WhatsApp has stated in its blog:
“By coordinating more with Facebook, we’ll be able to do things like track basic metrics about how often people use our services and better fight spam on WhatsApp”
Additionally, the messaging service also quoted:
“Facebook can offer better friend suggestions and show you more relevant ads if you have an account with them. For example, you might see an ad from a company you already work with, rather than one from someone you’ve never heard of”
There is also a possibility that this data could be shared with “Facebook family of companies.” This user data could also be given to Oculus Rift, another entity purchased by FB and a photo-sharing network Instagram.
As per the new T&Cs, WhatsApp will share a user’s phone number and the last time they used the service. The question arises: can any user comfortably share this personal information with a data mining tech giant?
Although there is an option to opt out but most of us just hit “I agree” tab while scrolling through the T&Cs. However, this opt out option is only for ad and product purposes.
Difference in directions- chose between privacy or data sharing?
The service once considered an epitome of privacy is now in a fix as it has to compromise on its vision. WhatsApp was known for its complete end to end encryption across service. The messaging service made many efforts earlier to retain its privacy by denying requests from authorities to share user data. However, after its acquisition by FB, it is struggling to retain its firm pro-privacy stance.
Facebook capitalizes on personal data of its users as it works on the model of interest based advertising. While WhatsApp’s business model works by charging a small subscription fee for an ad-free messaging service. Thus, a clear clash in business models!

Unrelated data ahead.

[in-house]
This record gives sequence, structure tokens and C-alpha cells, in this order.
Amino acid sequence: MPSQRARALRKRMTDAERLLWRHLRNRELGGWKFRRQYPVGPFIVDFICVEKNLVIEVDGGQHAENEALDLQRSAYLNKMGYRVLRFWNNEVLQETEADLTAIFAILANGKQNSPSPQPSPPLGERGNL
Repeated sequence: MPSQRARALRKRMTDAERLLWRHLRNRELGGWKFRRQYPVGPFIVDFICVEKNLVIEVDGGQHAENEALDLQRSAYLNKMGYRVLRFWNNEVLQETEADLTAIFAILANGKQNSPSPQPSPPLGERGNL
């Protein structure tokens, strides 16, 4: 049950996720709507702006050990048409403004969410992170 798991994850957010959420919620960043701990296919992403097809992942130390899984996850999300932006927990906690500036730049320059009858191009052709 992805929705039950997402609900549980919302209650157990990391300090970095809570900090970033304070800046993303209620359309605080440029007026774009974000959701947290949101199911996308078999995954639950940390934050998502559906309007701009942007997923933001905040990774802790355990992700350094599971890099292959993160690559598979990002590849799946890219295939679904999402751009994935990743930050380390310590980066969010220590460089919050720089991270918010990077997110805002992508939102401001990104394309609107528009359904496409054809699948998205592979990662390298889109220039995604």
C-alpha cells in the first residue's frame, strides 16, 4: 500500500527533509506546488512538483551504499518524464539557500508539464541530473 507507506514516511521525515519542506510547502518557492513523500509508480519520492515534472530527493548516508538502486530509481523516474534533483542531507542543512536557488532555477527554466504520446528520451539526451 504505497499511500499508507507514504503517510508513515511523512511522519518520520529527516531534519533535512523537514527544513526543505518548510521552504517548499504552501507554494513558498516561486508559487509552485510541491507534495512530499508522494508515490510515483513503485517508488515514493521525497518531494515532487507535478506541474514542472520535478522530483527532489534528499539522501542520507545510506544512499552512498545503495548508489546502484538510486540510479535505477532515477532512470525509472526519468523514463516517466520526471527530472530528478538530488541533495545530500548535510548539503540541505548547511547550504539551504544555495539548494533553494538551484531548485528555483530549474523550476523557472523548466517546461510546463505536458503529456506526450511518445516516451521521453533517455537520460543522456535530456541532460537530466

The latter’s business model was abandoned after its acquisition by Facebook and its annual $1 fee was also discontinued. Currently, WhatsApp does not have an alternate model but it is working on new models by simultaneously sharing information with FB.
Back in 2014, at the time of acquisition, FB clearly stated that it would keep the messaging giant independent. The founder of WhatsApp, Jan Koum, also asserted:
“Here’s what will change for you, our users: nothing. WhatsApp will remain autonomous and operate independently. There would have been no partnership between our two companies if we had to compromise on the core principles that will always define our company, our vision and our product”
This above mentioned claims by WhatsApp seem difficult to materialize as the core principle ‘privacy’ is being compromised. FB will now be linking users of social service with WhatsApp users. The social media giant will track relative usage of services versus activity on the messaging app by using the last used signal.
Considering the statement released by WhatApp, it is still unclear whether other user data will also be shared with FB. However, one cannot rule out the possibility completely. Conversely, if the user has updated the latest version of WhatApp, at least its messaging content cannot be shared. Only if the other person has also installed the latest version.
WhatsApp also makes it clear in its blog stating:
“When your messages are end-to-end encrypted, only the people you are messaging with can read them — not WhatsApp, Facebook, or anyone else”
However, the catch is whether the clash of visions between two giants can raise an eyebrow of regulators. These privacy regulations are more rigorous in Europe where Facebook has already faced various investigations regarding data protection.
We hope WhatsApp could share a list of things it will share with its owner and also what Facebook intends to do with this personal data.